MIL is very Catholic, we're very NOT - Mothering Forums

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#1 of 24 Old 03-19-2014, 08:54 AM - Thread Starter
 
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I'm not sure where to post this, but hoping someone will have some insight/experience. My MIL is extremely Catholic. Of her five adult children, only one is still practicing. My husband and I are decidedly not Christian, and in fact feel strongly that the Judeo-Christian paradigm is oppressive and harmful. So far, other than the occasional invitation to church, she has not pushed it on me in 8 years of being with her son. Our baby just turned one, and up until now she has given appropriate token gifts - a stuffed animal etc. She has expressed to my husband, but not to me, that she was disappointed the baby wasn't baptized, his way to (not) deal with it is to just make a joke and change the subject. For the baby's first birthday last week, MIL brought a gift of a statue of a guardian angel and two books about guardian angels which were very heavy with ideas about God and Jesus which we strongly disagree with. My husband's plan was to "lose" them. I feel if we don't nip this in the bud and express that it's not ok with us for her to proselytize, it will get worse. My husband feels because her faith is so important to her we shouldn't hurt her by expressing our views, but just ignore it. I don't think we should "condemn" her views, but simply state that we are not Catholic and do not want these kinds of things in the house. I presented to him that either he could discuss it with her or I could. We have not made any decisions yet. I would appreciate any suggestions.

 

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#2 of 24 Old 03-19-2014, 11:54 AM
 
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I would encourage you to be gentle with your MIL. For her, faith is very important. Many MILs, in her place, would be harping on you about the not-baptized state of the child.  She has instead given gifts. I think that she probably thinks she's being very open minded about the situation. It's going to be a long while until baby is old enough to request books. Why not keep them on the kid bookshelf, and at a time when they are requested read them-- even just look at the pictures, explaining that while some people believe this, you and your family do not. The statue I'd keep as a token of a different culture-- much like small tokens of travel many people have in their homes.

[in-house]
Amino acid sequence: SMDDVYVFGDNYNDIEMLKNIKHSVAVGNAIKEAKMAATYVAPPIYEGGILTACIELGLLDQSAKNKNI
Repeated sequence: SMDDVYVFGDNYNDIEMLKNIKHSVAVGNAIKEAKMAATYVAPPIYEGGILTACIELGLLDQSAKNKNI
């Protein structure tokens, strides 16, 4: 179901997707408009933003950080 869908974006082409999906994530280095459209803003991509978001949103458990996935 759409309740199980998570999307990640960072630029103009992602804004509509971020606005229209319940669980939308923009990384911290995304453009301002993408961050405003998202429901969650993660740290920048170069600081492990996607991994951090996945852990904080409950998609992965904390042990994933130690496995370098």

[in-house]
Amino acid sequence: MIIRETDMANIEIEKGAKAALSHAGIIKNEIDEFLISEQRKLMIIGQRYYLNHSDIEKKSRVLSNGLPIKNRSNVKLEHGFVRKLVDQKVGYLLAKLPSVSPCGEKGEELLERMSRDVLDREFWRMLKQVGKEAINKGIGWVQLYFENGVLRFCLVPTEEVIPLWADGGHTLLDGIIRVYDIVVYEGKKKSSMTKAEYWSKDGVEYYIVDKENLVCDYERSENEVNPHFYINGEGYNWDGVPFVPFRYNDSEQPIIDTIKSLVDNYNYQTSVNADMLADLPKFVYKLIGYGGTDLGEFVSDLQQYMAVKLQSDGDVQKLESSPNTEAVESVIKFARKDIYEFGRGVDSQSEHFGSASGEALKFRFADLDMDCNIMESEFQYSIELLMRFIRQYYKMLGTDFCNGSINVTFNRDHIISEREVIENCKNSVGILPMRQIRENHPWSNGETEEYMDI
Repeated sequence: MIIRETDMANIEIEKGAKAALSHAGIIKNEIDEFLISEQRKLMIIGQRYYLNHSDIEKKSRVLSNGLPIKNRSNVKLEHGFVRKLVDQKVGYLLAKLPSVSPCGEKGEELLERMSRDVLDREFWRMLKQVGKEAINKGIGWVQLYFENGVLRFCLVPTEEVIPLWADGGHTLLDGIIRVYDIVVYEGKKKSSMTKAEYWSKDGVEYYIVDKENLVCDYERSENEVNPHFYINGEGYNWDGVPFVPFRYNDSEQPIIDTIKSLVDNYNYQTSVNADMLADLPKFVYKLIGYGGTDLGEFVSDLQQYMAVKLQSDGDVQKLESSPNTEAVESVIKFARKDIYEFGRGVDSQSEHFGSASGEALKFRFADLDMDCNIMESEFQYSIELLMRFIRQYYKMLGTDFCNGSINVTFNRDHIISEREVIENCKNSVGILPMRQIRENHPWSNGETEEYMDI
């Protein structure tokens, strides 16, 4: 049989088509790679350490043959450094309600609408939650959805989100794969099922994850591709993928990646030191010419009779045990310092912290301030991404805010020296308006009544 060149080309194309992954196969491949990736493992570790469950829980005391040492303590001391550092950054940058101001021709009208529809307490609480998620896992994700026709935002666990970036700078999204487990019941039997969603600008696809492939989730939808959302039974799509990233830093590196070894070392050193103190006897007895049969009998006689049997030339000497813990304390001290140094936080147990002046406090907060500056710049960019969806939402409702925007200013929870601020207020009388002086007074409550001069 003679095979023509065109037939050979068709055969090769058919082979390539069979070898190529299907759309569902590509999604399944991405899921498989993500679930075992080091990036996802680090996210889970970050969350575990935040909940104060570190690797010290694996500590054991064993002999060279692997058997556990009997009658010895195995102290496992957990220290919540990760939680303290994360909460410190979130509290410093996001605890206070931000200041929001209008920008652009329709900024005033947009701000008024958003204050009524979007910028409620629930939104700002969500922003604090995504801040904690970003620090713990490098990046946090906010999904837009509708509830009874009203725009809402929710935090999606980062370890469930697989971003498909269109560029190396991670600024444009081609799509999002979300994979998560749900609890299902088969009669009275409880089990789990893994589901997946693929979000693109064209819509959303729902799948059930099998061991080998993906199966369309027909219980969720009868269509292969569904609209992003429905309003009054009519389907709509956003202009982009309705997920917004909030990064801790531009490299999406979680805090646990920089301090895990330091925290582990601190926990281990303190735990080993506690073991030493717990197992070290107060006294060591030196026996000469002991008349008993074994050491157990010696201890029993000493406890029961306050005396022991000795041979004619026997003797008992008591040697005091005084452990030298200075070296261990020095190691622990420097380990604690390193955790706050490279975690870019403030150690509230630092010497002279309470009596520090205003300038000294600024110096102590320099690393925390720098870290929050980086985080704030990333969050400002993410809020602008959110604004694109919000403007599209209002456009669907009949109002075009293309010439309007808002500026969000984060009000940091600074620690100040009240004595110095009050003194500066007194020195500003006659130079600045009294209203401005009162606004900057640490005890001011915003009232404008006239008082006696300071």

I don't think this will evolve into a war unless you make it a fight. Be gracious, be gentle. When your children are old enough to ask, explain your values.

 

 

I am (was) in a similar situation. I married a non-practicing catholic from a devout family. His mother never made a deal of my non-catholic-ness. I am very grateful. 

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 My husband feels because her faith is so important to her we shouldn't hurt her by expressing our views, but just ignore it. I don't think we should "condemn" her views, but simply state that we are not Catholic and do not want these kinds of things in the house.

 Regarding this-- I agree with your husband. These items have no power. 


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#3 of 24 Old 03-19-2014, 02:10 PM - Thread Starter
 
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I appreciate your feedback, Red Pajama, and to be clear I'm not looking for a war. Just respectful boundaries. I seriously wouldn't dream of trying to convince my MIL that her religion is wrong(even though I disagree with most of it), and I don't understand why it should be graciously overlooked when she pushes her religion on my child. I also believe she will push more. She is a deacon in her church, her life revolves around it. The books are really quite offensive, and the statue is large, not a small token thing.